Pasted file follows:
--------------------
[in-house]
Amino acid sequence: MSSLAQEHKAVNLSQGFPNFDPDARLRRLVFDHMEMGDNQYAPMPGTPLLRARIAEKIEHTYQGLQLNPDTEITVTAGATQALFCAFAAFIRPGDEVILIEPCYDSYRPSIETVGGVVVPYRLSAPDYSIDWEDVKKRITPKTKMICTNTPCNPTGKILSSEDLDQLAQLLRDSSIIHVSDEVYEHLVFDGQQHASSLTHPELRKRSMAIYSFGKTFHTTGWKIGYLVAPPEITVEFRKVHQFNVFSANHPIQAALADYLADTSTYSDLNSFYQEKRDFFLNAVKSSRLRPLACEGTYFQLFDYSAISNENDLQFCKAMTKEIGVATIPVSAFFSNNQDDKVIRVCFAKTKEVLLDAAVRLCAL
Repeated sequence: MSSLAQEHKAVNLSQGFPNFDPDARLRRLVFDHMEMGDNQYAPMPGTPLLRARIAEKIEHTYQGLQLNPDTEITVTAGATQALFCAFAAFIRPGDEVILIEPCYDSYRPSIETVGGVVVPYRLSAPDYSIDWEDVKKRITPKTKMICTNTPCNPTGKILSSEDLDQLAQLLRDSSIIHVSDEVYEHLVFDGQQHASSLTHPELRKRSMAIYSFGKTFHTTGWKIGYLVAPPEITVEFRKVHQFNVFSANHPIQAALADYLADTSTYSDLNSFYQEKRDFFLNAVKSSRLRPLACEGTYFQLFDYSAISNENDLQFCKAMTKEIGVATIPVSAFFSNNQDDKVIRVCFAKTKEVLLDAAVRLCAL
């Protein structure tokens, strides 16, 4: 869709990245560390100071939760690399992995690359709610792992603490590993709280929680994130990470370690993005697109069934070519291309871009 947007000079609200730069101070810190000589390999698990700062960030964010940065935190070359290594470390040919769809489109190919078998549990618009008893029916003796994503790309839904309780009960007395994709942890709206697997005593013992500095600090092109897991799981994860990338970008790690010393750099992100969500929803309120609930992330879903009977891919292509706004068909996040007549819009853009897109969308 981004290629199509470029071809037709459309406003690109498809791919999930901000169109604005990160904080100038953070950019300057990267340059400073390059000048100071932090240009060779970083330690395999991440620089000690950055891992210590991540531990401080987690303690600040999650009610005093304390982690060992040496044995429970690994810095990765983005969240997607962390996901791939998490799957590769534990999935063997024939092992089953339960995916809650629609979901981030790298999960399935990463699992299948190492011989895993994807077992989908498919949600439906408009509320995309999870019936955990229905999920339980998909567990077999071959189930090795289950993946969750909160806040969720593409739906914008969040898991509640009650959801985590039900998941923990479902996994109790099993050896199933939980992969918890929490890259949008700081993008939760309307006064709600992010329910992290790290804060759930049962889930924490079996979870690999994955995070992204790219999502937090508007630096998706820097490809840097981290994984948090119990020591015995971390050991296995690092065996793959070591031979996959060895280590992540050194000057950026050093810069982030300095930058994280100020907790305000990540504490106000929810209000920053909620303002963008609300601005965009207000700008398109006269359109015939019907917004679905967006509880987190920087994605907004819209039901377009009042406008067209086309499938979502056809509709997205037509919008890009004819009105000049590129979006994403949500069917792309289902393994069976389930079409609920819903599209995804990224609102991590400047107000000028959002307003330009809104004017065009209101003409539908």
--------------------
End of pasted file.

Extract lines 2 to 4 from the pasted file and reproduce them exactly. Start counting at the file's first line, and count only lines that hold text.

Amino acid sequence: MSSLAQEHKAVNLSQGFPNFDPDARLRRLVFDHMEMGDNQYAPMPGTPLLRARIAEKIEHTYQGLQLNPDTEITVTAGATQALFCAFAAFIRPGDEVILIEPCYDSYRPSIETVGGVVVPYRLSAPDYSIDWEDVKKRITPKTKMICTNTPCNPTGKILSSEDLDQLAQLLRDSSIIHVSDEVYEHLVFDGQQHASSLTHPELRKRSMAIYSFGKTFHTTGWKIGYLVAPPEITVEFRKVHQFNVFSANHPIQAALADYLADTSTYSDLNSFYQEKRDFFLNAVKSSRLRPLACEGTYFQLFDYSAISNENDLQFCKAMTKEIGVATIPVSAFFSNNQDDKVIRVCFAKTKEVLLDAAVRLCAL
Repeated sequence: MSSLAQEHKAVNLSQGFPNFDPDARLRRLVFDHMEMGDNQYAPMPGTPLLRARIAEKIEHTYQGLQLNPDTEITVTAGATQALFCAFAAFIRPGDEVILIEPCYDSYRPSIETVGGVVVPYRLSAPDYSIDWEDVKKRITPKTKMICTNTPCNPTGKILSSEDLDQLAQLLRDSSIIHVSDEVYEHLVFDGQQHASSLTHPELRKRSMAIYSFGKTFHTTGWKIGYLVAPPEITVEFRKVHQFNVFSANHPIQAALADYLADTSTYSDLNSFYQEKRDFFLNAVKSSRLRPLACEGTYFQLFDYSAISNENDLQFCKAMTKEIGVATIPVSAFFSNNQDDKVIRVCFAKTKEVLLDAAVRLCAL
């Protein structure tokens, strides 16, 4: 869709990245560390100071939760690399992995690359709610792992603490590993709280929680994130990470370690993005697109069934070519291309871009 947007000079609200730069101070810190000589390999698990700062960030964010940065935190070359290594470390040919769809489109190919078998549990618009008893029916003796994503790309839904309780009960007395994709942890709206697997005593013992500095600090092109897991799981994860990338970008790690010393750099992100969500929803309120609930992330879903009977891919292509706004068909996040007549819009853009897109969308 981004290629199509470029071809037709459309406003690109498809791919999930901000169109604005990160904080100038953070950019300057990267340059400073390059000048100071932090240009060779970083330690395999991440620089000690950055891992210590991540531990401080987690303690600040999650009610005093304390982690060992040496044995429970690994810095990765983005969240997607962390996901791939998490799957590769534990999935063997024939092992089953339960995916809650629609979901981030790298999960399935990463699992299948190492011989895993994807077992989908498919949600439906408009509320995309999870019936955990229905999920339980998909567990077999071959189930090795289950993946969750909160806040969720593409739906914008969040898991509640009650959801985590039900998941923990479902996994109790099993050896199933939980992969918890929490890259949008700081993008939760309307006064709600992010329910992290790290804060759930049962889930924490079996979870690999994955995070992204790219999502937090508007630096998706820097490809840097981290994984948090119990020591015995971390050991296995690092065996793959070591031979996959060895280590992540050194000057950026050093810069982030300095930058994280100020907790305000990540504490106000929810209000920053909620303002963008609300601005965009207000700008398109006269359109015939019907917004679905967006509880987190920087994605907004819209039901377009009042406008067209086309499938979502056809509709997205037509919008890009004819009105000049590129979006994403949500069917792309289902393994069976389930079409609920819903599209995804990224609102991590400047107000000028959002307003330009809104004017065009209101003409539908």